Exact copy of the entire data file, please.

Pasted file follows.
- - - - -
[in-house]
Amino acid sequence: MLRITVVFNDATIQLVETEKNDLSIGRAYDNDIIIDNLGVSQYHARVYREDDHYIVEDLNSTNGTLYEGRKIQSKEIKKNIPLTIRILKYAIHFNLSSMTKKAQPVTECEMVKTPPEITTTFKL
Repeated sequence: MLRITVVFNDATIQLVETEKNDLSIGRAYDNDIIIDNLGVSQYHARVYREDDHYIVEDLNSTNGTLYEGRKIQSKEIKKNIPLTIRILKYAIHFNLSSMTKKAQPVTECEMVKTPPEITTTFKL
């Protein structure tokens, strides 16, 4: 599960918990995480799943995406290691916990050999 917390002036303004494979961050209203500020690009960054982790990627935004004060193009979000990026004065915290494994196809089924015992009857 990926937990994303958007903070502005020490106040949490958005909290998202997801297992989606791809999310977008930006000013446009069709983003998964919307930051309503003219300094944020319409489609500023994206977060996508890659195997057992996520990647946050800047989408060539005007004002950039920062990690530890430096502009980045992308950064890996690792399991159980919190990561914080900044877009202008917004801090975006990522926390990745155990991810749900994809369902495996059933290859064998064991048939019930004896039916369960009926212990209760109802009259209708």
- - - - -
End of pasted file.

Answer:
[in-house]
Amino acid sequence: MLRITVVFNDATIQLVETEKNDLSIGRAYDNDIIIDNLGVSQYHARVYREDDHYIVEDLNSTNGTLYEGRKIQSKEIKKNIPLTIRILKYAIHFNLSSMTKKAQPVTECEMVKTPPEITTTFKL
Repeated sequence: MLRITVVFNDATIQLVETEKNDLSIGRAYDNDIIIDNLGVSQYHARVYREDDHYIVEDLNSTNGTLYEGRKIQSKEIKKNIPLTIRILKYAIHFNLSSMTKKAQPVTECEMVKTPPEITTTFKL
């Protein structure tokens, strides 16, 4: 599960918990995480799943995406290691916990050999 917390002036303004494979961050209203500020690009960054982790990627935004004060193009979000990026004065915290494994196809089924015992009857 990926937990994303958007903070502005020490106040949490958005909290998202997801297992989606791809999310977008930006000013446009069709983003998964919307930051309503003219300094944020319409489609500023994206977060996508890659195997057992996520990647946050800047989408060539005007004002950039920062990690530890430096502009980045992308950064890996690792399991159980919190990561914080900044877009202008917004801090975006990522926390990745155990991810749900994809369902495996059933290859064998064991048939019930004896039916369960009926212990209760109802009259209708």